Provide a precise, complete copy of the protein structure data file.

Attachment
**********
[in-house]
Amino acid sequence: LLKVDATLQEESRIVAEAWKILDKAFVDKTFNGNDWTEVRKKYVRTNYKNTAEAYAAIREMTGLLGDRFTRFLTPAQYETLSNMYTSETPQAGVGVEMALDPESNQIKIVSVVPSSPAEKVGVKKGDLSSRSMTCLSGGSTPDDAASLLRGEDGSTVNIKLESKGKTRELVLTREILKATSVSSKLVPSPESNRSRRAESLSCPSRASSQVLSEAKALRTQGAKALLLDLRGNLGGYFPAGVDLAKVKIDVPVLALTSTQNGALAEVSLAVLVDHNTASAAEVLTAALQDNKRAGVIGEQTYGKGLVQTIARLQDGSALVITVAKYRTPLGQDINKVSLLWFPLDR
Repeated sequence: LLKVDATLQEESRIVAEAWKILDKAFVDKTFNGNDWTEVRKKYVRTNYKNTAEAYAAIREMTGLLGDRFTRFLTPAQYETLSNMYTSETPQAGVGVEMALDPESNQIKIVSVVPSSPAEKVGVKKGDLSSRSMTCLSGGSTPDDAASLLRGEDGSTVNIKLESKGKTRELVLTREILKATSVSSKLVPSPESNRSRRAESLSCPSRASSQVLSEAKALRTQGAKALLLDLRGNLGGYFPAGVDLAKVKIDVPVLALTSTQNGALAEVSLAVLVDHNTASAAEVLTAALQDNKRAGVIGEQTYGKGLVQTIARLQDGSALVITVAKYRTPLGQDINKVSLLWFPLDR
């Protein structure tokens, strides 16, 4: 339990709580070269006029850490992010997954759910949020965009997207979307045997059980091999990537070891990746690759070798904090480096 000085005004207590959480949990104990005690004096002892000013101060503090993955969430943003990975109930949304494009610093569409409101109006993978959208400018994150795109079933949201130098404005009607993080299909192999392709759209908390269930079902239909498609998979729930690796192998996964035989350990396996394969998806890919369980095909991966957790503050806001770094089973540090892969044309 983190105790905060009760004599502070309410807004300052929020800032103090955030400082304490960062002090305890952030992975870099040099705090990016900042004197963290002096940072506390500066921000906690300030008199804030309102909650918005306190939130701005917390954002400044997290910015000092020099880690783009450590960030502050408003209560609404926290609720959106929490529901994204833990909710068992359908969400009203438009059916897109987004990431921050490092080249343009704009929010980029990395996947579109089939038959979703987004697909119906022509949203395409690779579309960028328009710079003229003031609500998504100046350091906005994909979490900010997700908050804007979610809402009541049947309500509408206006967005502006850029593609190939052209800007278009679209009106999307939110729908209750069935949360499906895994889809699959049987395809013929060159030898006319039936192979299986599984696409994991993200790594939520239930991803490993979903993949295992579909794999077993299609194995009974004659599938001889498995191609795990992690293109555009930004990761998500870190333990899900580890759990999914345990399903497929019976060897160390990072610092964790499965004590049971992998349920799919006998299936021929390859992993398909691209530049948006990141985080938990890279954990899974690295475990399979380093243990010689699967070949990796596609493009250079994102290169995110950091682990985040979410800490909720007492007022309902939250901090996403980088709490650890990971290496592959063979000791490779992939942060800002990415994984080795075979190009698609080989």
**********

[in-house]
Amino acid sequence: LLKVDATLQEESRIVAEAWKILDKAFVDKTFNGNDWTEVRKKYVRTNYKNTAEAYAAIREMTGLLGDRFTRFLTPAQYETLSNMYTSETPQAGVGVEMALDPESNQIKIVSVVPSSPAEKVGVKKGDLSSRSMTCLSGGSTPDDAASLLRGEDGSTVNIKLESKGKTRELVLTREILKATSVSSKLVPSPESNRSRRAESLSCPSRASSQVLSEAKALRTQGAKALLLDLRGNLGGYFPAGVDLAKVKIDVPVLALTSTQNGALAEVSLAVLVDHNTASAAEVLTAALQDNKRAGVIGEQTYGKGLVQTIARLQDGSALVITVAKYRTPLGQDINKVSLLWFPLDR
Repeated sequence: LLKVDATLQEESRIVAEAWKILDKAFVDKTFNGNDWTEVRKKYVRTNYKNTAEAYAAIREMTGLLGDRFTRFLTPAQYETLSNMYTSETPQAGVGVEMALDPESNQIKIVSVVPSSPAEKVGVKKGDLSSRSMTCLSGGSTPDDAASLLRGEDGSTVNIKLESKGKTRELVLTREILKATSVSSKLVPSPESNRSRRAESLSCPSRASSQVLSEAKALRTQGAKALLLDLRGNLGGYFPAGVDLAKVKIDVPVLALTSTQNGALAEVSLAVLVDHNTASAAEVLTAALQDNKRAGVIGEQTYGKGLVQTIARLQDGSALVITVAKYRTPLGQDINKVSLLWFPLDR
């Protein structure tokens, strides 16, 4: 339990709580070269006029850490992010997954759910949020965009997207979307045997059980091999990537070891990746690759070798904090480096 000085005004207590959480949990104990005690004096002892000013101060503090993955969430943003990975109930949304494009610093569409409101109006993978959208400018994150795109079933949201130098404005009607993080299909192999392709759209908390269930079902239909498609998979729930690796192998996964035989350990396996394969998806890919369980095909991966957790503050806001770094089973540090892969044309 983190105790905060009760004599502070309410807004300052929020800032103090955030400082304490960062002090305890952030992975870099040099705090990016900042004197963290002096940072506390500066921000906690300030008199804030309102909650918005306190939130701005917390954002400044997290910015000092020099880690783009450590960030502050408003209560609404926290609720959106929490529901994204833990909710068992359908969400009203438009059916897109987004990431921050490092080249343009704009929010980029990395996947579109089939038959979703987004697909119906022509949203395409690779579309960028328009710079003229003031609500998504100046350091906005994909979490900010997700908050804007979610809402009541049947309500509408206006967005502006850029593609190939052209800007278009679209009106999307939110729908209750069935949360499906895994889809699959049987395809013929060159030898006319039936192979299986599984696409994991993200790594939520239930991803490993979903993949295992579909794999077993299609194995009974004659599938001889498995191609795990992690293109555009930004990761998500870190333990899900580890759990999914345990399903497929019976060897160390990072610092964790499965004590049971992998349920799919006998299936021929390859992993398909691209530049948006990141985080938990890279954990899974690295475990399979380093243990010689699967070949990796596609493009250079994102290169995110950091682990985040979410800490909720007492007022309902939250901090996403980088709490650890990971290496592959063979000791490779992939942060800002990415994984080795075979190009698609080989």